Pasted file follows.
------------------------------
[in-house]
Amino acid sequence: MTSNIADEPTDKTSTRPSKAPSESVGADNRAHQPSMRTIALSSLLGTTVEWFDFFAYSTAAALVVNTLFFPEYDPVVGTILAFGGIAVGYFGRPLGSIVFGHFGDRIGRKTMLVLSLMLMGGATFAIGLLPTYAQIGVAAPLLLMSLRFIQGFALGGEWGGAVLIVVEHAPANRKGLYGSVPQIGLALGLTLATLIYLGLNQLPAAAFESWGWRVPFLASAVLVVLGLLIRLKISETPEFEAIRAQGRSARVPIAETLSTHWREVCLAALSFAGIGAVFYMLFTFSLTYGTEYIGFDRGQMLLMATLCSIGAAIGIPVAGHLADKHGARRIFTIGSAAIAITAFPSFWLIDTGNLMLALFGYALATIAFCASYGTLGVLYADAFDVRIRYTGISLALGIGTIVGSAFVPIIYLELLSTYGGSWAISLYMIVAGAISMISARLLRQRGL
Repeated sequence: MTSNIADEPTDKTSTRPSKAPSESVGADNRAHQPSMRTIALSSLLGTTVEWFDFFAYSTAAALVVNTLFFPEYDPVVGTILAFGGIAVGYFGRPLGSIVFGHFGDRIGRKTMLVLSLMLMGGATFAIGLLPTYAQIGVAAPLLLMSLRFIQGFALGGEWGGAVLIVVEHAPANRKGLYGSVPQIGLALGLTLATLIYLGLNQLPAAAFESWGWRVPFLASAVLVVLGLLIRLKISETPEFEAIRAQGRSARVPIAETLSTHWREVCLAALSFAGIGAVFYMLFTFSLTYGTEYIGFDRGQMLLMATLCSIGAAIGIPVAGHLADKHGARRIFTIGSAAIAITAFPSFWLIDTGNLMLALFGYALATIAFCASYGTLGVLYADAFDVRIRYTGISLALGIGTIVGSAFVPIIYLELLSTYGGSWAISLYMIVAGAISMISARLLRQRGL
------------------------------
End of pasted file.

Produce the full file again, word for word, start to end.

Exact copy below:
[in-house]
Amino acid sequence: MTSNIADEPTDKTSTRPSKAPSESVGADNRAHQPSMRTIALSSLLGTTVEWFDFFAYSTAAALVVNTLFFPEYDPVVGTILAFGGIAVGYFGRPLGSIVFGHFGDRIGRKTMLVLSLMLMGGATFAIGLLPTYAQIGVAAPLLLMSLRFIQGFALGGEWGGAVLIVVEHAPANRKGLYGSVPQIGLALGLTLATLIYLGLNQLPAAAFESWGWRVPFLASAVLVVLGLLIRLKISETPEFEAIRAQGRSARVPIAETLSTHWREVCLAALSFAGIGAVFYMLFTFSLTYGTEYIGFDRGQMLLMATLCSIGAAIGIPVAGHLADKHGARRIFTIGSAAIAITAFPSFWLIDTGNLMLALFGYALATIAFCASYGTLGVLYADAFDVRIRYTGISLALGIGTIVGSAFVPIIYLELLSTYGGSWAISLYMIVAGAISMISARLLRQRGL
Repeated sequence: MTSNIADEPTDKTSTRPSKAPSESVGADNRAHQPSMRTIALSSLLGTTVEWFDFFAYSTAAALVVNTLFFPEYDPVVGTILAFGGIAVGYFGRPLGSIVFGHFGDRIGRKTMLVLSLMLMGGATFAIGLLPTYAQIGVAAPLLLMSLRFIQGFALGGEWGGAVLIVVEHAPANRKGLYGSVPQIGLALGLTLATLIYLGLNQLPAAAFESWGWRVPFLASAVLVVLGLLIRLKISETPEFEAIRAQGRSARVPIAETLSTHWREVCLAALSFAGIGAVFYMLFTFSLTYGTEYIGFDRGQMLLMATLCSIGAAIGIPVAGHLADKHGARRIFTIGSAAIAITAFPSFWLIDTGNLMLALFGYALATIAFCASYGTLGVLYADAFDVRIRYTGISLALGIGTIVGSAFVPIIYLELLSTYGGSWAISLYMIVAGAISMISARLLRQRGL